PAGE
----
# What is the "leakage current" between signal and shield?

Consider a coaxial cable with shield not connected to anything. My textbook seems to suggest that there will be leakage current between the "signal" and the "shield".

I have two questions:

1) When the shield isn't connected to anything, how can any current be there and where will the current flow to?

2) How does connecting the shield to common mode voltage reduce both leakage current and capacitance?

• A wire inside a metal shield is a capacitor! Commented Mar 21, 2020 at 18:18
• Ok I see how two metals at distance form a capacitor. Pardon if I'm dumb but how is it possible to charge/discharge the capacitor when one terminal is not connected to anything? Commented Mar 21, 2020 at 18:20
• Whereabouts in the quoted text does it imply the shield is unconnected when you say this Consider a coaxial cable with shield not connected to anything. My textbook seems to suggest that there will be leakage current between the "signal" and the "shield". Commented Mar 21, 2020 at 18:24
• @Andyaka Oh Looks I just assumed that.because the author was proposing to connect the shield to common mode potential. Do you mean they must be "grounding" the shield before? If so, I guess it makes sense. The leakage current was flowing to the ground through the capacitor. I still don't get how putting common mode potential on shield reduces the capacitance though... Commented Mar 21, 2020 at 18:29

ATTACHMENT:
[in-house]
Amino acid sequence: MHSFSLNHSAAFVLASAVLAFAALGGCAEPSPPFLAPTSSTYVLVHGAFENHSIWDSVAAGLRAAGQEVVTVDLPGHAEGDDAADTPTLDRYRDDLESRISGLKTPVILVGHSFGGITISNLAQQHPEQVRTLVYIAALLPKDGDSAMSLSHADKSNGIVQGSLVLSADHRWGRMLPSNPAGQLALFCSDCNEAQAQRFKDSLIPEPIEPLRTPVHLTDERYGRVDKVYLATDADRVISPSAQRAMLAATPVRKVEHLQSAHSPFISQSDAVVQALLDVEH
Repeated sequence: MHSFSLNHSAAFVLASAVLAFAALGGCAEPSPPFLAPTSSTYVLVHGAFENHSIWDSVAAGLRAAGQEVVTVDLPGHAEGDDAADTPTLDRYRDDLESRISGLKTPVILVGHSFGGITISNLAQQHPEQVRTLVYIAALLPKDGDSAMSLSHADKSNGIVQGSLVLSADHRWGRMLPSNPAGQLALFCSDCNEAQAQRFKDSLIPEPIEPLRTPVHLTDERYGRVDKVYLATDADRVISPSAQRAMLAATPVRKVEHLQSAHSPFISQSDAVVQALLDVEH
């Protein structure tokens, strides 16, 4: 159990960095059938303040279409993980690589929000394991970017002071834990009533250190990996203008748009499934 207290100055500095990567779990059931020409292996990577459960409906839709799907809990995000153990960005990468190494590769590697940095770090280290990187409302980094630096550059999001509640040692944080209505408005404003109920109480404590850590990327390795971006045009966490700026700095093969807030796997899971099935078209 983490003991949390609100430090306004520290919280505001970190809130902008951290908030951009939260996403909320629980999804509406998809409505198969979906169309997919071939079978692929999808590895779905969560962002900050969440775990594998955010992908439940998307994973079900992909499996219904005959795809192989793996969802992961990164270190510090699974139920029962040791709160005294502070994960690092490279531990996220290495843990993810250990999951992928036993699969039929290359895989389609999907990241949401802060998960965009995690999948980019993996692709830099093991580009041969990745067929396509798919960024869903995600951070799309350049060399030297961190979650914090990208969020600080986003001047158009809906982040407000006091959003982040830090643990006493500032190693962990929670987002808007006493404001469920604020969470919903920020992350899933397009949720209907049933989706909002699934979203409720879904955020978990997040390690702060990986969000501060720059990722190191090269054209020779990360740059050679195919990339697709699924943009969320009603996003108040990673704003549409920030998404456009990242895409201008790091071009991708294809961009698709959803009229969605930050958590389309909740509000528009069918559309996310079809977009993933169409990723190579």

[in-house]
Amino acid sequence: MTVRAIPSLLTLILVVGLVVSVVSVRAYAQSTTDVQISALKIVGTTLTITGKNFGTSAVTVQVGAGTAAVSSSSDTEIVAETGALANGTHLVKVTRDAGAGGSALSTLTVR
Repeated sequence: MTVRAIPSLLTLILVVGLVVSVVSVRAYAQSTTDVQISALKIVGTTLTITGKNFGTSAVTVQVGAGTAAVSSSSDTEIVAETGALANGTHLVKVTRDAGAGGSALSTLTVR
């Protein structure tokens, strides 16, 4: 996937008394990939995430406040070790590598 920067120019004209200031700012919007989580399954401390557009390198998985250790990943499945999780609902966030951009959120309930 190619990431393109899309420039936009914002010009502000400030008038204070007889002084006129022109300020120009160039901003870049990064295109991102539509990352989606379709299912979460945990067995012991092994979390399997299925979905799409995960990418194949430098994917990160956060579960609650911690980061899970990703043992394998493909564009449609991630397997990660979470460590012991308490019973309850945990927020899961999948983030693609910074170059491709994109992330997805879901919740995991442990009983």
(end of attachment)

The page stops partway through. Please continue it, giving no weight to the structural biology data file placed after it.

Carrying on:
• Leakage current might reduce because the voltage difference between signal and shield was reduced. But how can capacitance be changed with voltage? Isn't capacitance purely a geometric property? Commented Mar 21, 2020 at 18:34

1) When the shield isn't connected to anything, how can any current be there and where will the current flow to?

The shield is ordinarily connected to ground or some other low-impedance path to ground. If it wasn't, it wouldn't be that useful in stopping noise. With such a connection, the (grounded) shield forms a capacitor between itself and the leads inside, biased at the common-mode voltage.

Because no insulator is perfect, there is a small leakage current as well, modeled as a resistance to ground. The greater the voltage difference between shield and leads, the greater the leakage.

2) How does connecting the shield to common mode voltage reduce both leakage current and capacitance?

Driving the shield to the common-mode voltage reduces the DC bias between the shield and the signal lines. With a smaller (or practically no) bias, there is no DC leakage. It also cancels out the common-mode AC voltage so it doesn't influence the signal pair either.

Some relevant info:

• Ah pulling the shield to common mode potential reduces the voltage between "signal" and "shield". Consequently, less leakage current XD You're so awesome! Thank you so much:) Commented Mar 21, 2020 at 18:56
• If I may ask one quick q: when you/textbook say "grounding the shield" it is the circuit ground and not the earth right? Commented Mar 21, 2020 at 18:57
• Yes, the system (circuit) ground. Commented Mar 21, 2020 at 20:02